A founding member of the Saudi Human Rights Association, Al Youssef said that the attention given to the status of women, under King Abdullah, was a reflection of his concern for all his subjects. “King Abdullah incorporated women into the National Dialogue and the Saudi Human Rights Association.”
In the last year, a women’s department was inaugurated in the Law Faculty at King Saud University in Riyadh and, for the first time in the history of the Kingdom, women were allowed to enroll in media studies courses. Plans are underway to establish a technical college for women, enabling them to seek work in previously out of bound professions.”
As for women writers and intellectuals, who remained marginalized and unable to effectively participate in Saudi cultural institutions, their status has also improved. Women cultural committees have been formed in several institutes across the Kingdom and women only halls have been inaugurated in several clubs.
“This initiative was built on the trust in women’s abilities and their intellectual capabilities, even if many women sought to become equal to businesswomen and be appointed to the board of these institutions,” Dr. Fatma Elias, head of the women’s committee in the Literary and Cultural Club in Jeddah said.
“The mere fact that women-only halls have been inaugurated, a longstanding demand of women intellectuals, is an important step.”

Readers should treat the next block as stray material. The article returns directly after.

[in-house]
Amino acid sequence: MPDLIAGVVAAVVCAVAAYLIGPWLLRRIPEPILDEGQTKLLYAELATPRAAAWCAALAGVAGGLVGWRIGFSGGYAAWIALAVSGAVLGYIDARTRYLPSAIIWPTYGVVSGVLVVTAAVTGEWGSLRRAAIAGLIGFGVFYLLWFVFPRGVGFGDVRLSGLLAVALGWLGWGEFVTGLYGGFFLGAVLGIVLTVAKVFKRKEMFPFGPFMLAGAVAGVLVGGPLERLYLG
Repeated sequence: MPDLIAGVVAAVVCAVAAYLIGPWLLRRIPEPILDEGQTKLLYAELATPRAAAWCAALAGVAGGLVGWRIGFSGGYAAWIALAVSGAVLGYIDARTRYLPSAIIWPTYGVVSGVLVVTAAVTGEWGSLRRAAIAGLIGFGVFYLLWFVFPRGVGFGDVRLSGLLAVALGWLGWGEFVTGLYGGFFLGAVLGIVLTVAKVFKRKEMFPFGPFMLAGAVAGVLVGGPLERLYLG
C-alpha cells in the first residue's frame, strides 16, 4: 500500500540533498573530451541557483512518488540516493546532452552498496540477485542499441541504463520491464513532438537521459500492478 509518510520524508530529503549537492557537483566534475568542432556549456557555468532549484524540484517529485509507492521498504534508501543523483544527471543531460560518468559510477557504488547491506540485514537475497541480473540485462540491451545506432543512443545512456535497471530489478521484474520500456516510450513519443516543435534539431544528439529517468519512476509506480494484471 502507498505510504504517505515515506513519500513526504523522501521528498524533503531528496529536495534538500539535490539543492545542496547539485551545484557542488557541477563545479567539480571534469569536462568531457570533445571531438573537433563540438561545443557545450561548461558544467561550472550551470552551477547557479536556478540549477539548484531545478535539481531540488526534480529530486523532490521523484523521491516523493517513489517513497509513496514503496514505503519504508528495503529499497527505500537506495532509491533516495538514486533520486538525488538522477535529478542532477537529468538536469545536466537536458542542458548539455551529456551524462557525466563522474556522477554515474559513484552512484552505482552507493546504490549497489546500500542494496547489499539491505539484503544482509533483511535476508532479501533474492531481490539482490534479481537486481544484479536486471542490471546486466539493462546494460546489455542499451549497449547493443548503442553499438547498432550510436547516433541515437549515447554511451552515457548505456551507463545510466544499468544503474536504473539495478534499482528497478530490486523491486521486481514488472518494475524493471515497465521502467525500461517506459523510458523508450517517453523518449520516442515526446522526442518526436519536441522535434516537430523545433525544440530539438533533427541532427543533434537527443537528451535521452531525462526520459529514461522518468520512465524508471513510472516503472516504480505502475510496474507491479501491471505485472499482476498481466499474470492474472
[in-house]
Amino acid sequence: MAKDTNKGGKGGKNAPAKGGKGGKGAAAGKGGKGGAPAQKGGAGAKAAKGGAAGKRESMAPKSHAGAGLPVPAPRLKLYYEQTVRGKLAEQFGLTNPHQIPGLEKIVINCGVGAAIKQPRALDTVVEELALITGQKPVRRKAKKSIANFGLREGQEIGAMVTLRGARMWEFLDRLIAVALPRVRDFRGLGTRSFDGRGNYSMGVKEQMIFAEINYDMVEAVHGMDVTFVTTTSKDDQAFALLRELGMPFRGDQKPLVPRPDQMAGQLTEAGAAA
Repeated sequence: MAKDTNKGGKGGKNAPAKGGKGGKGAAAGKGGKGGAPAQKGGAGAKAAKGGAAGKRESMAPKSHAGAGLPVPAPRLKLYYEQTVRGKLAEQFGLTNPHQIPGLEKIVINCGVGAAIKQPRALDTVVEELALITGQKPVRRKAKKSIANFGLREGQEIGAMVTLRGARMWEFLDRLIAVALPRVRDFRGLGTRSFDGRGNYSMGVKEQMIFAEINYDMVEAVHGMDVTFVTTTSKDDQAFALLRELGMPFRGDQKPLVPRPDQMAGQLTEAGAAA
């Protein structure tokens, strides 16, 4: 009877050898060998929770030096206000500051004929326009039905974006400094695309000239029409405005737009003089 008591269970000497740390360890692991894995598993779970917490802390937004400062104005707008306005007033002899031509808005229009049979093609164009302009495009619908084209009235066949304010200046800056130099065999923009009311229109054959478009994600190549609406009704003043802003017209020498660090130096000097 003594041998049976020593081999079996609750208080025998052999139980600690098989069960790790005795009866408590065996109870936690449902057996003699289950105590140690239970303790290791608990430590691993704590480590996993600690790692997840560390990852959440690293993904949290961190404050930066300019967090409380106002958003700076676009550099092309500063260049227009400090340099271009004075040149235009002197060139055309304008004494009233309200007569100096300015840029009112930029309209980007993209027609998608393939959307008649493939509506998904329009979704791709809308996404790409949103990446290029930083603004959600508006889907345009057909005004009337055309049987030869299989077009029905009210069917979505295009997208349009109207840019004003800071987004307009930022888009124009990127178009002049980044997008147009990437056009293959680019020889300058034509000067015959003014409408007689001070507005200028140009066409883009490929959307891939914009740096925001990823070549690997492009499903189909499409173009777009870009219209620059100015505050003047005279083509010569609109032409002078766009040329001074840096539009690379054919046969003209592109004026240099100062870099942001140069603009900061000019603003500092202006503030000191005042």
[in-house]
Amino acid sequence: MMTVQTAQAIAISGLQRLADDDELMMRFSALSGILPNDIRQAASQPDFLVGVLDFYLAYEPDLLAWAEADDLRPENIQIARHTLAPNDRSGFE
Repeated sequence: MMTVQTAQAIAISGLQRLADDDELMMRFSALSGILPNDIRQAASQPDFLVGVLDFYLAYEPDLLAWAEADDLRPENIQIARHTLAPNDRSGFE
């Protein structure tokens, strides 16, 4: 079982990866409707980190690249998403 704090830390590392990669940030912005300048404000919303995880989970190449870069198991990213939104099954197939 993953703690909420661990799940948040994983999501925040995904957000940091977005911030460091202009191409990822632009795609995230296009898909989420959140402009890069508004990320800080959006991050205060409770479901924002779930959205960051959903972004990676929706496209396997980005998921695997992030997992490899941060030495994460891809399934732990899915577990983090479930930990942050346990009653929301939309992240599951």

Other steps are needed for the status of women in Saudi Arabia to continue to improve. “The Ministry of Education has promised women intellectuals they will be able to take part in future elections of literary clubs and will be permitted to stand for election, as their male counterparts do,” Elias added.
Described by many Saudi women as “a pleasant surprise”, six women were appointed as part-time advisors to the Shura Council (Consultative Council) in July. Despite the controversy that followed the move, everyone welcomed it as an effective step enabling women, for the first time, to take part in the political process. “This is an important move by King Abdullah and one of a series of steps to improve its status in Saudi society and enable it to gradually reach decision-making positions,” Al Youssef, one of the six advisors, said.
King Abdullah’s vision for gradual reform has been described by many as “wise and in keeping with the values of Saudi society.” In a previous interview with Asharq al Awsat, Princess Adila bint Abdullah said, “Changing a society’s ideas comes gradually. This doesn’t mean it should be slow. We have to remember we are dealing with people and not machines.”
The continuing empowerment of Saudi women is a confirmation of King Abdullah’s longstanding vision. Indeed, in 1999, he said, “Saudi women are citizens who have rights, obligations and responsibility… When we speak of the comprehensive development that our country is witnessing in all fields, we cannot ignore the role of women or its responsibility for this development.”